The health professions in Canada “have never been closer” according to Canadian Medical Association (CMA) President Chris Simpson.
Simpson made the comment during a panel discussion on the role of the professions in leading change in health care, during the “Managing a Canadian Healthcare Strategy” conference sponsored by Queen’s University and held in Toronto.
The discussion revealed a common perspective between representatives from the CMA, Canadian Nurses Association (CNA), Canadian Pharmacists Association, and Canadian Physiotherapy Association.
“We need to get out of our silos and work together,” said CNA President Dr. Karima Velji (PhD) in stating the main theme of the panel. All panel members agreed with a unified approach with health care professionals working together to drive transformative change.
“Achieving a healthy society is about much more than health care,” cautioned Simpson. “We need to bridge health, social and economic policy,” he said, in order to address the broader determinants of health.
The desire to work together on advocacy efforts to improve the health and wellbeing of Canadians is emphasized by a joint white paper prepared by the CMA and CNA for the conference.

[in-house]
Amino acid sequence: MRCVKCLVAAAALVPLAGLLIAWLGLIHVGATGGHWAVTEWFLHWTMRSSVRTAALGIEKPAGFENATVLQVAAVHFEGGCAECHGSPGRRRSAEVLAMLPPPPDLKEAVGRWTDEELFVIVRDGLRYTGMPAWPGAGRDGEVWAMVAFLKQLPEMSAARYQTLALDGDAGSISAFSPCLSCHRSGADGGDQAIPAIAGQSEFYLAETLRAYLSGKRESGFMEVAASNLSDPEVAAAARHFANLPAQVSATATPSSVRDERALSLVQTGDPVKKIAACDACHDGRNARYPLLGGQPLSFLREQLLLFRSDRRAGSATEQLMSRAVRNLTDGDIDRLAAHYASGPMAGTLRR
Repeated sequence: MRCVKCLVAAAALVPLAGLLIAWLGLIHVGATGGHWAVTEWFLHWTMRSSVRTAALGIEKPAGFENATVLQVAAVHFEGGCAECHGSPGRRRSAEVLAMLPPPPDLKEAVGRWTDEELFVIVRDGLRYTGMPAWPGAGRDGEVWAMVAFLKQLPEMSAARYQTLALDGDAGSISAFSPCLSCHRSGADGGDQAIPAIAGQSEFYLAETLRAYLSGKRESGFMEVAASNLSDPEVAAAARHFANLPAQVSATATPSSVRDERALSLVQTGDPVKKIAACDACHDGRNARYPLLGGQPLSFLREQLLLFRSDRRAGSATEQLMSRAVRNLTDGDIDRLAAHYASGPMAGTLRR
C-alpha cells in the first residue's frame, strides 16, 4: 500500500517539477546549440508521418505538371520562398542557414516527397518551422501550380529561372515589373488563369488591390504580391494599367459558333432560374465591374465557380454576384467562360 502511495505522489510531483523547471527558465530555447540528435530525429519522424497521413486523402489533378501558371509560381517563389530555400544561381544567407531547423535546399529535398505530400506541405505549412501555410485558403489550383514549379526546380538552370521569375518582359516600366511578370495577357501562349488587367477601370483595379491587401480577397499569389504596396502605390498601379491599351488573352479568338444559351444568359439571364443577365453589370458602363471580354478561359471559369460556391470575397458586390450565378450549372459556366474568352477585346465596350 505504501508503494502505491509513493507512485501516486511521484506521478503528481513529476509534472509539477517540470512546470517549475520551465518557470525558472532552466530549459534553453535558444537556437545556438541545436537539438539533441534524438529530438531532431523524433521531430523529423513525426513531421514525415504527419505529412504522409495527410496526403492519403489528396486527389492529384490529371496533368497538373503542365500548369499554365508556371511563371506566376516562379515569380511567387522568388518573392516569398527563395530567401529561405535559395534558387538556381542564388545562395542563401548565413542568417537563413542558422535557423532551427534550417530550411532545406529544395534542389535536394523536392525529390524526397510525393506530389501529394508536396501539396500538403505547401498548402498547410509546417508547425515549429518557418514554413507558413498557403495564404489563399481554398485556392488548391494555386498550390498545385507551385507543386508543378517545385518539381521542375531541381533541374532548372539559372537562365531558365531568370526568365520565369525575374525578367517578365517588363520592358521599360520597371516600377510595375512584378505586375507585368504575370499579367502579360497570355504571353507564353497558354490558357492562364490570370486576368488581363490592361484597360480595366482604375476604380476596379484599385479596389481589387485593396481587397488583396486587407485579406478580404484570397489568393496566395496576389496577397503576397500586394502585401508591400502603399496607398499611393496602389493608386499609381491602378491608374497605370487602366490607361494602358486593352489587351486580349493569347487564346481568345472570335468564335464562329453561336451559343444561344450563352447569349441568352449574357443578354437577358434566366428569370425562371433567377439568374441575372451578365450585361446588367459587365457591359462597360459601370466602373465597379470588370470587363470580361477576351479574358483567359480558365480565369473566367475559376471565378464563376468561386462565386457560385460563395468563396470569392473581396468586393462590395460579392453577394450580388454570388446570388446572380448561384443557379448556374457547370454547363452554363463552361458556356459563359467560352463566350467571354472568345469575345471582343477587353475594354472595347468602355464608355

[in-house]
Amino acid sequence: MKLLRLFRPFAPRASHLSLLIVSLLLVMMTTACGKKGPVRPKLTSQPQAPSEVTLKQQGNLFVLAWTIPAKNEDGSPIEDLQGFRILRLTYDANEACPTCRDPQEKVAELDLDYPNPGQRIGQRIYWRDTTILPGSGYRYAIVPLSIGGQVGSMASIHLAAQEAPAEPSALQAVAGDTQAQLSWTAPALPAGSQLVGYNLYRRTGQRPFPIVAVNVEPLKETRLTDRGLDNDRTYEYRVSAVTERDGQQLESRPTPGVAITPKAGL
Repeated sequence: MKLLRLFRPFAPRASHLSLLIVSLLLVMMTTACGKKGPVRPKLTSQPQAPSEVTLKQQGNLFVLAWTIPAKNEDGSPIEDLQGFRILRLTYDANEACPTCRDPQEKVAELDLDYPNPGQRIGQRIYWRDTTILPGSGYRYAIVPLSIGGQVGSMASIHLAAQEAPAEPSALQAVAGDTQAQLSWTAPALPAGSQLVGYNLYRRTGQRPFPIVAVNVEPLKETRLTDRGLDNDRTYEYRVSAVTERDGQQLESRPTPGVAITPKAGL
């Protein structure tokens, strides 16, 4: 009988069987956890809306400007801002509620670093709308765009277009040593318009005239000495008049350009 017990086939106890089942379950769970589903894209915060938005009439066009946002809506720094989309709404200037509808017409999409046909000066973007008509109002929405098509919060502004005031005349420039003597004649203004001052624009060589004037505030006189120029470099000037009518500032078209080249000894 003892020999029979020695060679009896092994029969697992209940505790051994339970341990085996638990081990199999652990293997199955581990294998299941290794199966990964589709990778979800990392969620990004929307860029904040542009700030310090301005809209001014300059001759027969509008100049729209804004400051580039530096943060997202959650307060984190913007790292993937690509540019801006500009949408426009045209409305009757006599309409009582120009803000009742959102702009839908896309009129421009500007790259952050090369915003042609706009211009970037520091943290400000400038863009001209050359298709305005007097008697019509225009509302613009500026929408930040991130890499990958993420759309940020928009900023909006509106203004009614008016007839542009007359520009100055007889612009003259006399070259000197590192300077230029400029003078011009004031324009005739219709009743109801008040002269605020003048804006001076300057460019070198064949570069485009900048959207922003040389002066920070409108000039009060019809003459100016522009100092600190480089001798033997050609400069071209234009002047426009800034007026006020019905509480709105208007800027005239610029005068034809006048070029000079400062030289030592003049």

The draft document details the efforts of the two organizations to collaborate for a national health policy agenda since the early 1990s noting that such work is “foundational” for both associations.
In addition to formal campaigns, the document concludes by noting the CMA and CNA “trade notes in advance of every opportunity to advocate to the federal government, including federal elections, pre-budget consultations, and
presentations to various parliamentary committees.”
While noting that the joint advocacy efforts have had success in preserving the publicly funded nature of medicare in Canada, the white paper states “the job is far from completed.”
As such, Simpson and Velji write that “we must redouble our efforts to our members to provide them with the tools and information to enable them to engage in health care transformation.”